As one of the 9 core international human rights treaties adopted by the United Nations (UN), the Convention on the Elimination of All Forms of Discrimination Against Women (CEDAW) is the only one among them that has a special focus on women’s human rights and gender equality. Also described as an international bill of rights for women, CEDAW is one of the most valuable instruments for protecting and advancing women’s rights in States Parties. It aims for substantive equality, calling on states that have signed the convention to make commitments to prevent all forms of discrimination against women, improve women’s status in society, and transform gender relations and gender-based stereotypes.

CEDAW was adopted by the UN General Assembly in 1979, entered into force in 1981, and was ratified by Turkey in 1985. In becoming a signatory, States Parties undertake the obligation to take concrete steps to eliminate discrimination against women, and to regularly report to and inform the CEDAW Committee on measures they are taking for the advancement of women’s human rights in their country. As per the Convention, States Parties are required to submit country reports / official reports to the Committee – the first being within one year after the Convention’s entry into force and the rest every four years thereafter.

It became common practice for women’s organizations to prepare “shadow” or, in other words, “alternative” reports to submit to the CEDAW Committee from 1997 onwards. These shadow reports function as an effective tool for advocacy, providing a civil society perspective on whether progress is indeed being made in terms of women’s human rights as stipulated in CEDAW and ensuring a much more transparent and participatory process for country reviews performed by the CEDAW Committee.

As Women for Women’s Human Rights – New Ways (WWHR-New Ways), we have been participating in the CEDAW process since 1997 to have the priorities and demands of the women’s movement included in the “Concluding Observations” prepared by the CEDAW Committee in response to the government’s report. To this end, we have been drafting shadow reports during review periods, as well as engaging in advocacy efforts targeting the CEDAW Committee along with the government.

To read country reports submitted by Turkey to the CEDAW Committee, the Committee’s questions to the government and concluding observations, please visit this link.

For the shadow NGO reports prepared by women’s organizations in Turkey up to the present, please check the list below:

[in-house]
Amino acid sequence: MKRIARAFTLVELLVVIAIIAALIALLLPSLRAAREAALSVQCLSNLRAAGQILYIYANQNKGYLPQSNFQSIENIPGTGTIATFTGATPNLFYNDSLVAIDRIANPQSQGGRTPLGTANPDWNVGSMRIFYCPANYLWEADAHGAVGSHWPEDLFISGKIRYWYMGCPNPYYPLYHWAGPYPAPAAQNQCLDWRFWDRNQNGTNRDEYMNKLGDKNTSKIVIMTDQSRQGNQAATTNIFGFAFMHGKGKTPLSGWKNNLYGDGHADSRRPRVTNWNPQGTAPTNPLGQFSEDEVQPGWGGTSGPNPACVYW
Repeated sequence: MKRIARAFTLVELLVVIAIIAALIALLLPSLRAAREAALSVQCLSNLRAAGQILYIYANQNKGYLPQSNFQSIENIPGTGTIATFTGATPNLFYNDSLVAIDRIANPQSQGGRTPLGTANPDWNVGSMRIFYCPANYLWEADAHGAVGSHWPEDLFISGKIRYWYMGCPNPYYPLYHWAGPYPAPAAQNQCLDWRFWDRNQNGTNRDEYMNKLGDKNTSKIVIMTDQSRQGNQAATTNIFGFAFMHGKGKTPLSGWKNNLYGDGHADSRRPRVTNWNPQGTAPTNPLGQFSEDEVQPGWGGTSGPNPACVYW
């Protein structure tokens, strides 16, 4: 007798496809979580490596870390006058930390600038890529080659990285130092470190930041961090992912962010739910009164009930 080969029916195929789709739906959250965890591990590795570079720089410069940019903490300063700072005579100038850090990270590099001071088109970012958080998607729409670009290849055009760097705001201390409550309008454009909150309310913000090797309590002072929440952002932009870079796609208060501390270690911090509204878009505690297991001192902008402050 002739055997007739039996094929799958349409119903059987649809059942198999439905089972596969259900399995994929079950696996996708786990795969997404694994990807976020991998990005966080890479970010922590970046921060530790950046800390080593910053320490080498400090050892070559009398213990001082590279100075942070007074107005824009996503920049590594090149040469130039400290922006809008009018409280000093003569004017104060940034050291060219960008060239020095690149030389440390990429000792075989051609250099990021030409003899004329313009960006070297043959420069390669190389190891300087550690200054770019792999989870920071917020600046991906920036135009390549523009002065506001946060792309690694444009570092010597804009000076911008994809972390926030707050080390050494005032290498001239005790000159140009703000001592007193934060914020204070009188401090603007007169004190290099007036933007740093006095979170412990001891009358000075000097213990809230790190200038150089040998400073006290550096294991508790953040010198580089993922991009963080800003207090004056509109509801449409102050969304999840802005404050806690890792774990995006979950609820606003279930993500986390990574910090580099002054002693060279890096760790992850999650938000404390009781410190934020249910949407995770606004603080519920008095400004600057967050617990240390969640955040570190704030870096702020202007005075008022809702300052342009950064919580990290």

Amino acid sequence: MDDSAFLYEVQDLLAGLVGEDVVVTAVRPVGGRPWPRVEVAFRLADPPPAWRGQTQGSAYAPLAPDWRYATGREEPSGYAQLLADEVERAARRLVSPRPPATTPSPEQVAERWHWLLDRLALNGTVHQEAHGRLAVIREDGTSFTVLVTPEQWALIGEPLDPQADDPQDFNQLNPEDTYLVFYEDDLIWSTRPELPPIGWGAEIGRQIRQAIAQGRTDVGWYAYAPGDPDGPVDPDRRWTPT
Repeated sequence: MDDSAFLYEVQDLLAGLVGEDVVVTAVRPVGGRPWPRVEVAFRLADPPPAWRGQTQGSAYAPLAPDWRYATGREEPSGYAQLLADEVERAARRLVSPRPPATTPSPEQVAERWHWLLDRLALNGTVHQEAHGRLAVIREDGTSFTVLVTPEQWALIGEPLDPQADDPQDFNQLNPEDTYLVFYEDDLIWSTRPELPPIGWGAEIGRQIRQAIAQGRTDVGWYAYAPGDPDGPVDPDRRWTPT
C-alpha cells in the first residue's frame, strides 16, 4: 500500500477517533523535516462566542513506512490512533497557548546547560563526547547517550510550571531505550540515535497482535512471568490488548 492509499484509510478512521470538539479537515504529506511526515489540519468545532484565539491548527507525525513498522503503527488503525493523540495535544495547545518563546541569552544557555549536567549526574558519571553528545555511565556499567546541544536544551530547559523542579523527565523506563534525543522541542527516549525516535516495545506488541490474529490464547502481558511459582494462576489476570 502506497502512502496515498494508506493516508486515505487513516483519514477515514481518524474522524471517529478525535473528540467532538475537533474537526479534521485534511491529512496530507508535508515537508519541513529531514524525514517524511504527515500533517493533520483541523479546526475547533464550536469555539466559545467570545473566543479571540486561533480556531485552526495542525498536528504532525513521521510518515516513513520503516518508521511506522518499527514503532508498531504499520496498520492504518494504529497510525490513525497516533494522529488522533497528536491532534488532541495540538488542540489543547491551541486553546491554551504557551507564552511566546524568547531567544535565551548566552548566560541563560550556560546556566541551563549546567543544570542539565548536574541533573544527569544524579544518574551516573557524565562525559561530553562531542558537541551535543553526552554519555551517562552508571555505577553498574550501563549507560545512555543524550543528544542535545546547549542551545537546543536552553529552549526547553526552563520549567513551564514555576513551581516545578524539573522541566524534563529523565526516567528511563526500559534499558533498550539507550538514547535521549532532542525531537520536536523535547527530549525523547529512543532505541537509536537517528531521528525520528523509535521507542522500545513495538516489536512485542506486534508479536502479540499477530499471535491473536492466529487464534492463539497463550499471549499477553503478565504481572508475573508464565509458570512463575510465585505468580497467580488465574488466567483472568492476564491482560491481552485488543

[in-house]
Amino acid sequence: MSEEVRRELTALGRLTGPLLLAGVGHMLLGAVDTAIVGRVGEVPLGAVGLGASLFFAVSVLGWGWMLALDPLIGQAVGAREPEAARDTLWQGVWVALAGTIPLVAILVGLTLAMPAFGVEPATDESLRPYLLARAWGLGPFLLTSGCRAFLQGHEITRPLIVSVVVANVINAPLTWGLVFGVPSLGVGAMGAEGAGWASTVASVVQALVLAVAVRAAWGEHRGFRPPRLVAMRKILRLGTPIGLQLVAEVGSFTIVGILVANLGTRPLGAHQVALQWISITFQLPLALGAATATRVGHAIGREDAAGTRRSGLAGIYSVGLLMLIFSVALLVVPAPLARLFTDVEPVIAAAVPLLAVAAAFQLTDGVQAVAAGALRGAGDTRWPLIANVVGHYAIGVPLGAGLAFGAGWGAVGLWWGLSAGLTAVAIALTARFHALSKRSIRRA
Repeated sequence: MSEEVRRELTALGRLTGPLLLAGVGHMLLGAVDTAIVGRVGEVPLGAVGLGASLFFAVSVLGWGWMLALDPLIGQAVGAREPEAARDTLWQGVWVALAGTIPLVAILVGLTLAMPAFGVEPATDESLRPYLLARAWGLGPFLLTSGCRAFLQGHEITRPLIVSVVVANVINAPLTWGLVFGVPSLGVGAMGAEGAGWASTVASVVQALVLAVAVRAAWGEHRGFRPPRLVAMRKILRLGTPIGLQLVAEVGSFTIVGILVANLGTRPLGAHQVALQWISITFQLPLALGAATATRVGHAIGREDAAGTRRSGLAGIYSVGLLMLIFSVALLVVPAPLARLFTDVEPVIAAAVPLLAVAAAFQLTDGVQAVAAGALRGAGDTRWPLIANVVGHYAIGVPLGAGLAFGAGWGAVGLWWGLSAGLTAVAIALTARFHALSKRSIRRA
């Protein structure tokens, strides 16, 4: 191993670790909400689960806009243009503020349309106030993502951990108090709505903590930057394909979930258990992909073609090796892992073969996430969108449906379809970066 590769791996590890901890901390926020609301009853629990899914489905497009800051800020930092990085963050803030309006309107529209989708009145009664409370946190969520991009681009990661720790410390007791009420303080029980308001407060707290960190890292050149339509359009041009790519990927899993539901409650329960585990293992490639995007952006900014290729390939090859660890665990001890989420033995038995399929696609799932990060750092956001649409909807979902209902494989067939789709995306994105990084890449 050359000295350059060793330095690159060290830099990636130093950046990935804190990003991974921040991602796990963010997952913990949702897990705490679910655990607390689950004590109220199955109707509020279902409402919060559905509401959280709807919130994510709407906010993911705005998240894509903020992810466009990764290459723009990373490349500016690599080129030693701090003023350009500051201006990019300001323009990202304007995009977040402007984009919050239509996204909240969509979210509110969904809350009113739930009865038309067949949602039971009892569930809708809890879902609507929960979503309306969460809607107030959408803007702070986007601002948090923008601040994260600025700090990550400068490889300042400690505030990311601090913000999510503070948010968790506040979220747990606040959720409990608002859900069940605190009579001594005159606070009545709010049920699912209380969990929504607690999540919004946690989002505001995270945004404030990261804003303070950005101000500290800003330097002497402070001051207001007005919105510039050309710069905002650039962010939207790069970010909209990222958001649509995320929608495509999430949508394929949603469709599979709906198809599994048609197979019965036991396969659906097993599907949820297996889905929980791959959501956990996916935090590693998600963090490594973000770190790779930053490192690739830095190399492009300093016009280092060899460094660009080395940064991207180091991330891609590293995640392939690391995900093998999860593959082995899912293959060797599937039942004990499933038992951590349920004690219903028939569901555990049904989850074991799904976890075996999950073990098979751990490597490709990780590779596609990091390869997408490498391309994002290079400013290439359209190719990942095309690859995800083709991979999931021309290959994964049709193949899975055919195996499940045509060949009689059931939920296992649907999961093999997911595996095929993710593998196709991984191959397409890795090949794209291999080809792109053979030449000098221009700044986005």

The Optional Protocol to CEDAW

As a subsidiary agreement to the CEDAW Convention, the UN General Assembly adopted the Optional Protocol in 1999 and opened it for signature. The Optional Protocol confers on the CEDAW Committee the competence to consider complaints from individuals or groups of individuals in certain cases of gender discrimination and rights violations.

On condition that the complainant has exhausted all domestic remedies, the Committee considers the alleged rights violation and communicates its recommendations to the concerned parties. As per the provisions of the protocol, the State Party in question must then inform the Committee as to any actions it has taken to address said rights violation in accordance with the Committee’s views or recommendations. In cases of grave and systematic violations, the Optional Protocol also enables the Committee to initiate an inquiry with the consent of the concerned State Party. The Optional Protocol amplifies the effectiveness of the Convention and the Committee by virtue of the powers it grants the Committee and its creation of an additional mechanism for civil groups to get involved in the CEDAW process. It was signed by Turkey in 2000 and entered into force upon ratification by Parliament in 2002.

The full text of the Optional Protocol to CEDAW is available here.

CEDAW’s General Recommendation No. 35

General Recommendation No. 19 on “Violence Against Women” issued by the CEDAW Committee at its 11th Session taking place in 1992 was updated by the Committee on July 18, 2017, to be adopted as General Recommendation No. 35 this time on ‘Gender-based Violence Against Women’. General Recommendation No. 35 was prepared in light of the various trends and developments observed with regards to gender-based violence against women in the 25 years since General Recommendation No. 19 was issued. General Recommendation No. 35 recognizes that preventing violence against women has become a norm of international law for states, and involves novelties such as acknowledging that gender-based violence against women may amount to torture in certain circumstances or that restrictions on reproductive rights are forms of violence against women.

Follow this link for General Recommendation No. 35.

Follow this link for General Recommendation No. 19.